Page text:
As a millennial who spends an inordinate amount of time scrolling through TikTok, I’m often approached by my peers in hushed, slightly embarrassed tones to explain or comment on various Gen Z ephemera. Usually, there’s a modicum of sociocultural context I can provide, which mostly amounts to explaining who Addison Rae is or why they shouldn’t be offended by jokes about skinny jeans and side parts or what makes bullying Lin-Manuel Miranda so funny. But recently, one of my best friends texted me with a query that left me at a loss for words.
“I’ve been getting a lot of TikToks of girls who are talking/joking about wanting to get peed on,” he asked me. “Is this a thing?” He then attached a series of TikToks of various attractive young women, all united by their fervent stated desire to be micturated upon. There was a POV video where a girl smiled mischievously after losing a staring contest where the loser had to get peed on. There was a video with the caption, “when you take your bf to the beach and ‘accidentally’ get stung by a jellyfish,’” as a woman dramatically lip-synched, “I’ve won. Exactly as planned” (actually, the vast majority of the videos under that audio are pee-centric).
It seemed that my friend had inadvertently stumbled on PissTok, a segment of TikTok in which zoomers purport to have a raging pee fetish. (The technical term is “urophilia,” but that’s a lot less fun to say than “piss kink.”) While there are many variations on the #pisstok content genre (which, despite TikTok’s stringent content guidelines, has about 22.4 million views), the general theme is fairly consistent: an individual, usually a woman, concocts a fictional scenario in which she accidentally-on-purpose engages in piss play and likes it. (It goes without saying no actual golden showers take place on-camera.)
Now, before some perpetually enraged Ben Shapiro type reads about this and devotes a podcast episode to decrying the degradation of Western culture, I should probably say what accompanies virtually any explanation of any meme: it’s a joke; it’s not that serious.
“HAHAHA NO WAY,” Kira Fields, aka precum.baby on TikTok, said when I DM’ed her to talk about PissTok (a message that was preceded by an extensive apology). I’d DM’ed Kira because I came across one of her videos, in which she crosses her eyes with the caption, “look me straight in the eyes and tell me you don’t have a raging piss kink.” “I gotta tell you though, that video was a joke. I just thought it was funny.” When asked to analyze it further (which is, as we all know, a tried-and-true way to make a joke even funnier), Kira responded thoughtfully, saying, “I think we’re a very open generation when it comes to sex as it’s no longer a taboo subject, and are in a way desensitized to most things people are into sexually.”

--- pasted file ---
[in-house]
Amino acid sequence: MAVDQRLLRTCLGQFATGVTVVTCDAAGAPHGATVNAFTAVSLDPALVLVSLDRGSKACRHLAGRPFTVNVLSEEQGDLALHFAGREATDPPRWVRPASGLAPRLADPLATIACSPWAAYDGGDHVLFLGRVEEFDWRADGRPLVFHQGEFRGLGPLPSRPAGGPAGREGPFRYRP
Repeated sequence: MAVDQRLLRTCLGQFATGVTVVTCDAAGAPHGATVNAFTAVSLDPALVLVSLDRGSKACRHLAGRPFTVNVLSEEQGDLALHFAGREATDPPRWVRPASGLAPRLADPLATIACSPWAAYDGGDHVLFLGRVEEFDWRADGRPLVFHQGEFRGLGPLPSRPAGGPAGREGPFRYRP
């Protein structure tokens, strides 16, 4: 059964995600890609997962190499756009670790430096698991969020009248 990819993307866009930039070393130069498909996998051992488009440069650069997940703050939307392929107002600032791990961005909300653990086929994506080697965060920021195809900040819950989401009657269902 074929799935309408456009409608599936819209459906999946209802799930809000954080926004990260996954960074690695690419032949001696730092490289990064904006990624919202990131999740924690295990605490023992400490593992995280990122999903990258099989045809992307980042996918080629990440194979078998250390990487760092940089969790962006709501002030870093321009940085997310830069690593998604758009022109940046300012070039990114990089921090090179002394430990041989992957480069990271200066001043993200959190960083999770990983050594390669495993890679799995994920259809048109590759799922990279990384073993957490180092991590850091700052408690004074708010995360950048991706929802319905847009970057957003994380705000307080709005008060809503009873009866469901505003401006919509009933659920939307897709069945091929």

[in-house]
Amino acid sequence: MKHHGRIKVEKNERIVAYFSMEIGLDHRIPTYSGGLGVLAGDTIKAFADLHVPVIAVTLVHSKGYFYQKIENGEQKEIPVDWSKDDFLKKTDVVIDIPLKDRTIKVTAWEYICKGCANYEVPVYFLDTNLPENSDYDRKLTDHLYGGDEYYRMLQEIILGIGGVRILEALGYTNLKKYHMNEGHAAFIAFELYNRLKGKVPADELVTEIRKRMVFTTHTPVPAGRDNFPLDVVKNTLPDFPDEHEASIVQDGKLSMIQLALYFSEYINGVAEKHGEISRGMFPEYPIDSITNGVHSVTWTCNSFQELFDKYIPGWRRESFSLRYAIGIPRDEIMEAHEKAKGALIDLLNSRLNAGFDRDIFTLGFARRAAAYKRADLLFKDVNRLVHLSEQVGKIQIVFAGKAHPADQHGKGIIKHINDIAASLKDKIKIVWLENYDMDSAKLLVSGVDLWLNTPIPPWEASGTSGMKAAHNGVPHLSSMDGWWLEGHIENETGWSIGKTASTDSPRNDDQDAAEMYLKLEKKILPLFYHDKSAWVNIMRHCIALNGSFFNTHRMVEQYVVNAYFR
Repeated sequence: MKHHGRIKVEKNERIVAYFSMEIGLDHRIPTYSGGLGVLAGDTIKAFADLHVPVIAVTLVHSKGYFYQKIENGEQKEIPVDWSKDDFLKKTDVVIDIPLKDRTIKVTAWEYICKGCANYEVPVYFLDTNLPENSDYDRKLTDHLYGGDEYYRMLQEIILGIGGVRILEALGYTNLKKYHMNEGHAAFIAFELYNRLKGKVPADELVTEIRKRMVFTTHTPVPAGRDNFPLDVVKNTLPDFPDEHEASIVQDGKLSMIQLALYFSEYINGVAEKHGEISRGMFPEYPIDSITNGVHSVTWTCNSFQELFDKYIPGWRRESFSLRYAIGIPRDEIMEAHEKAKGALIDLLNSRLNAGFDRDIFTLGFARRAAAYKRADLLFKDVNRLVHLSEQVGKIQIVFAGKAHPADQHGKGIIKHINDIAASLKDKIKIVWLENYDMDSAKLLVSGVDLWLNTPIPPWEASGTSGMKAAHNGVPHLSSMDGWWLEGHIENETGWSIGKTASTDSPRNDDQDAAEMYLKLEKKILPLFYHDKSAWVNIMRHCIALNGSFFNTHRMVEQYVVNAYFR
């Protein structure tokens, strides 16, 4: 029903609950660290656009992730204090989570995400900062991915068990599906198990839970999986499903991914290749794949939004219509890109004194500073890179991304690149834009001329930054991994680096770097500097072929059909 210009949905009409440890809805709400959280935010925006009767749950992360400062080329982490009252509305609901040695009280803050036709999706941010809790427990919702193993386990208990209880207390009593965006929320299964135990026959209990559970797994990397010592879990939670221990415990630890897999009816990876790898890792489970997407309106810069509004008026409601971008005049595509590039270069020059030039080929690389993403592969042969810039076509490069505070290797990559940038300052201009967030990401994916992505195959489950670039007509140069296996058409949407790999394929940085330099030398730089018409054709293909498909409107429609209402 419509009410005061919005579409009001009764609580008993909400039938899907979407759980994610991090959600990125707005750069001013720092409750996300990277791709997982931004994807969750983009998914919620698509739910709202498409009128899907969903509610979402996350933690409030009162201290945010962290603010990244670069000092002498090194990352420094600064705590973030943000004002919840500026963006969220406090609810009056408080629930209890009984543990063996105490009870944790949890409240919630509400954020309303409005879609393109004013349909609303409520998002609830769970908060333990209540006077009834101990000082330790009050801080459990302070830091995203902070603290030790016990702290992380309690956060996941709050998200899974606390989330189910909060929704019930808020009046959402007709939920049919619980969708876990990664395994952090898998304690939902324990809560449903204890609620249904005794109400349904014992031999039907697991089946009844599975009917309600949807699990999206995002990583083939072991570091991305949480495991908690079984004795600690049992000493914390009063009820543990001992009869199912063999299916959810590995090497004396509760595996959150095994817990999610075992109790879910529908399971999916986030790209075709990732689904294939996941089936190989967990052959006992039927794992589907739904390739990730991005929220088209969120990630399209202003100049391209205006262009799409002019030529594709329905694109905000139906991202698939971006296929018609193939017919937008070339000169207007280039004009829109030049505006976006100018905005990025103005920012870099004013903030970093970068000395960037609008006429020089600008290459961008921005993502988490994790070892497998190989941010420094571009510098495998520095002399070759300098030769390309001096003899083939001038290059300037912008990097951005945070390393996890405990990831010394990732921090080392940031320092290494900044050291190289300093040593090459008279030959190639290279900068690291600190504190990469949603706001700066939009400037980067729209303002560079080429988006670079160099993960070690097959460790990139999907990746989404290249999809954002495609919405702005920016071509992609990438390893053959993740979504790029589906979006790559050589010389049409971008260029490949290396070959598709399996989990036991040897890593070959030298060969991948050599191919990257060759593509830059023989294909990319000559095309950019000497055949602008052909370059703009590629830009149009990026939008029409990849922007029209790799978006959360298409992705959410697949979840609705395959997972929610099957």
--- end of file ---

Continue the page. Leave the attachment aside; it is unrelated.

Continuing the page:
While she thought having a piss kink still qualified as edgy enough to attract attention — “it’s one of those things that’s still uncommon and uncomfortably funny to think about” — after posting her video, she was surprised to see in the comments that many people thought she was serious, estimating that a third of her commenters were horrified and a third were “into it.” “[That] tells me there’s a lot more people with the actual kink than I thought,” she says. (She’s right: one Australian survey suggests that approximately four percent of men share the kink, a small yet not entirely negligible number.)
Interestingly, though the term “kink-shaming” is thrown about so often in contemporary discourse that it’s become a meme in itself, there’s nothing that comes off as shaming or anti-kink about videos like Kira’s. In that vein, it didn’t particularly bother her that people thought she actually had a pee fetish, because the punchline wasn’t really the kink itself, but her roundabout method of professing it. “A lot of Gen Z humor is making yourself the butt of the joke,” she says.
Even though PissTok is largely in jest, there is one aspect of it that’s worth noting: how female-centric the meme is. For perhaps obvious reasons, little cultural space has been devoted to pee talk in general, but what little discussion has existed has largely been focused on men who have the fetish. Think that episode of Sex and the City where Carrie Bradshaw — who, it should be noted, ostensibly makes her living as a sex-positive columnist — is simply shocked, shocked to discover her politician boyfriend (played by perennial silver fox John Slattery) asks her to pee on him.
But PissTok is largely dominated by young women, who use the joke as a way to express their ardent sexual desire for their partners or for celebrities such as Sebastian Stan or Timothee Chalamet or Elizabeth Olson. So overwhelming is their horniness for the individual in question, they seem to be saying, that they would happily allow them — nay, even go to great lengths to arrange for them — to pee on them. (A corollary to this is the TikTok trend in which women ardently complain they would never let any man spit in their mouth, only to cut to heartthrobs like Adam Driver or Harry Styles or the sexy, psychically damaged fish voiced by Willem Dafoe in Finding Nemo.) “I believe it could have something to do with women being more comfortable in their sexuality,” Kira says of the trend. And while none of this is to say that zoomers making silly jokes about pee is an empowering feminist #girlboss trend, it is perhaps to suggest that we’ve come a long way since Carrie Bradshaw bat-shrieking about the prospect of pissing on the guy from Mad Men.